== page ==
GMC Yukon

In 1992, GMC launched its latest full-size sport utility vehicle (SUV), the GMC Yukon. The Yukon is a rebadged version of the Jimmy, the brand's previous full-size SUV. The GMC Yukon shares many similarities with the Chevrolet Tahoe, which was re-badged in 1994 from the Chevrolet Blazer. Both versions come with either a standard or lengthened wheelbase. The extended GMC version is known as the GMC Yukon XL and the Chevrolet model as the Chevrolet Suburban.

More on the GMC Yukon
GMC Yukon Origins

The current GMC Yukon model line was introduced in 2007. General Motors redesigned both the GMC Yukon and the Chevrolet Tahoe to be built on the GMT900 platform. This redevelopment of both full-size SUVs began in 2005 so that they would be available for sale for the 2007 model year. With the launch of the latest version, General Motors also redesigned the exterior of the vehicles. In the past, the Yukon and Tahoe were almost exactly the same.

About the GMC Yukon

The 2007 GMC Yukon has a different hood, lights, and front grille than the Chevrolet Tahoe. The GMC Yukon displays a metal grille with the GMC badge in the center, while the Chevrolet Tahoe grille is divided by a bar the same color as the body. The hood of the GMC Yukon is smooth while the Chevrolet Tahoe has a center bump. Both SUVs have an angular, upscale look. The interior design aims for the upscale market and includes real wood trim on the dashboard and chrome accents on the instrument controls.

The latest version of the GMC Yukon houses either a 4.8-liter V-8 or 5.3-liter V-8 engine and a four-speed automatic transmission. General Motors launched a hybrid version of the GMC Yukon in 2008. A 6.2-liter V-8 engine comes with the Denali trim line. All 2009 models have a six-speed automatic transmission instead of the four-speed. The GMC Yukon underwent a refresh in 2010.

GMC Yukon Evolution

When GMC introduced the Yukon in 1992, it came only as a two-door version. This version utilizes the GMT400 platform, which the company also uses for its full-size pickup trucks. In 1994, a four-door version joined the line. Both two- and four-door versions come with either rear or four-wheel drive layouts. The two-door version of the GMC Yukon was discontinued in 1997. In 1998, the Denali trim line added to the GMC Yukon model lineup. This serves as an upscale version of the SUV and markets itself toward higher income families.

The 1992 includes a standard Chevrolet 5.7-liter V-8 engine. This remained the only engine option for the GMC Yukon until 1996 when a 5.7-liter or 7.4-liter Vortec V-8 engine became the standard and upgraded engine options. With the new engine, the power of the GMC Yukon increases from 200 horsepower to 255 horsepower, with the 5.7-liter Vortec engine. It also gets significantly better gas mileage.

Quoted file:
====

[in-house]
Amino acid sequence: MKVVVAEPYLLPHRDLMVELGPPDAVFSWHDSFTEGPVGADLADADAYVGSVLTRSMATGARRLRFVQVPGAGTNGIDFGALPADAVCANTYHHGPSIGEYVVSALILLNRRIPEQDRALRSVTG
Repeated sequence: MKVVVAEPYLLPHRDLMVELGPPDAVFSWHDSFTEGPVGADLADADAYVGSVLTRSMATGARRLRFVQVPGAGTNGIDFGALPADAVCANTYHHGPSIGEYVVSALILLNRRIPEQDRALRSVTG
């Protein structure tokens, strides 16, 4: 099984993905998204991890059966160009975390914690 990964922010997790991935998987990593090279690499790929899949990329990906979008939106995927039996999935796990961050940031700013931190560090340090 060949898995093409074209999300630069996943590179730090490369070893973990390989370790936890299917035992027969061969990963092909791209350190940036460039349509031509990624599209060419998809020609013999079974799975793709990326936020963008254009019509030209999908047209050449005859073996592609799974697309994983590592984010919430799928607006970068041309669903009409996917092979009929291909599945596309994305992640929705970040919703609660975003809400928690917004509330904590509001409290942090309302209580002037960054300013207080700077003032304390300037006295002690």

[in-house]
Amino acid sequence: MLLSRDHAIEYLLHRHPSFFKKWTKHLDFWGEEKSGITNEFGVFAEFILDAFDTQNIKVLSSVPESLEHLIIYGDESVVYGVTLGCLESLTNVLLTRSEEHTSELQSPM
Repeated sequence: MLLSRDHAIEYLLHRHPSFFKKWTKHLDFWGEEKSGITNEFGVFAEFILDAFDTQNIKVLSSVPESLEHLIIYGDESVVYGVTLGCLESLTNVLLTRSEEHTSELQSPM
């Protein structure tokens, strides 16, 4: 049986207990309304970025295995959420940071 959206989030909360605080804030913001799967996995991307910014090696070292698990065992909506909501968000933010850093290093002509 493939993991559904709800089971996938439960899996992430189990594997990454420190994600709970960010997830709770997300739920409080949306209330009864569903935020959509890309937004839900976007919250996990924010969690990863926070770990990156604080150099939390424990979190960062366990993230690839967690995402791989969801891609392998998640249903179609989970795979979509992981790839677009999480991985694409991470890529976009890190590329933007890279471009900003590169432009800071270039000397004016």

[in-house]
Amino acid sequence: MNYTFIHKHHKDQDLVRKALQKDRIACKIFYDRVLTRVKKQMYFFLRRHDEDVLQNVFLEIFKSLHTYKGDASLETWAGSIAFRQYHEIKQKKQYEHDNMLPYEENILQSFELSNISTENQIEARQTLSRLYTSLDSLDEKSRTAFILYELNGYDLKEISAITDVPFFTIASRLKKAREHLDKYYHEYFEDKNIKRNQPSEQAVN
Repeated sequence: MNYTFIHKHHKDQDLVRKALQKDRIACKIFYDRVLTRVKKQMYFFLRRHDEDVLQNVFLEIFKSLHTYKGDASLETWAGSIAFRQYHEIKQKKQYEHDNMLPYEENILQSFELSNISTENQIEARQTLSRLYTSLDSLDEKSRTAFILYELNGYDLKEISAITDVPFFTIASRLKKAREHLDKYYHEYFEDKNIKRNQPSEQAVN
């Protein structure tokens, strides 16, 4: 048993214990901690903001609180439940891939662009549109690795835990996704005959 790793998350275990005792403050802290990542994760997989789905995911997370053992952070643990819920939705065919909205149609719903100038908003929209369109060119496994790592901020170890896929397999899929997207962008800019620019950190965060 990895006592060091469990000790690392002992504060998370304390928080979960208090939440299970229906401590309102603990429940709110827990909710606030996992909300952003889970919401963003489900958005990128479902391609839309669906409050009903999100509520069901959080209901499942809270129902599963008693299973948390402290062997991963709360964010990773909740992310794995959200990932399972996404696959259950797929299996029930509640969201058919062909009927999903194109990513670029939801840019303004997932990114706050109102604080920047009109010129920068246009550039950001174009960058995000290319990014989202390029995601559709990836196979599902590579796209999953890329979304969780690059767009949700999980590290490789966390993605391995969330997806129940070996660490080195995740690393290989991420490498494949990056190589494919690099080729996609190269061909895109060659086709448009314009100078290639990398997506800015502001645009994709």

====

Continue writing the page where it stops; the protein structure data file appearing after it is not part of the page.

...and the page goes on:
The first generation of the GMC Yukon comes with either a four-speed automatic transmission or a five-speed manual one. GMC produced it from 1992 to 1999, and throughout that time, General Motors made changes to the interior and the exterior of the GMC Yukon and the Chevrolet Tahoe each year. The brand discontinued the line when the newest generations of the GMC Yukon and the Chevrolet Tahoe were launched for the 2000 model year.

The redesign of the GMC Yukon for the 2000 model year uses the GMT800 platform instead of the GMT400. This new General Motors platform is used for all of its full-size pickup trucks. The new model comes as a four-door full-size SUV only, with a four-speed automatic transmission. The GMC Yukon underwent significant updates from the previous version, giving it softer lines to make it more aerodynamic and a new dashboard, seats, and door panels inside the SUV.

Two new engine options come with the 2000 GMC Yukon, replacing the larger 5.7-liter V-8. Consumers can choose between a 4.8-liter V-8 engine with a power rating of 275 horsepower and a 5.3-liter V-8 engine that produces 285 horsepower. Although both engine options are noticeably smaller than the previous option, they both offer more power and better fuel economy. In 2003, StabiliTrak, the General Motors stability control system, was added to the GMC Yukon for the first time.

This generation of the GMC Yukon stayed in production until 2006. During that time, General Motors continued to update the look, comfort, and performance of the SUV. The addition of entertainment systems and their upgrades help market the GMC Yukon to the more upmarket population. Also, engine retuning in 2004 added 10 horsepower to each engine.

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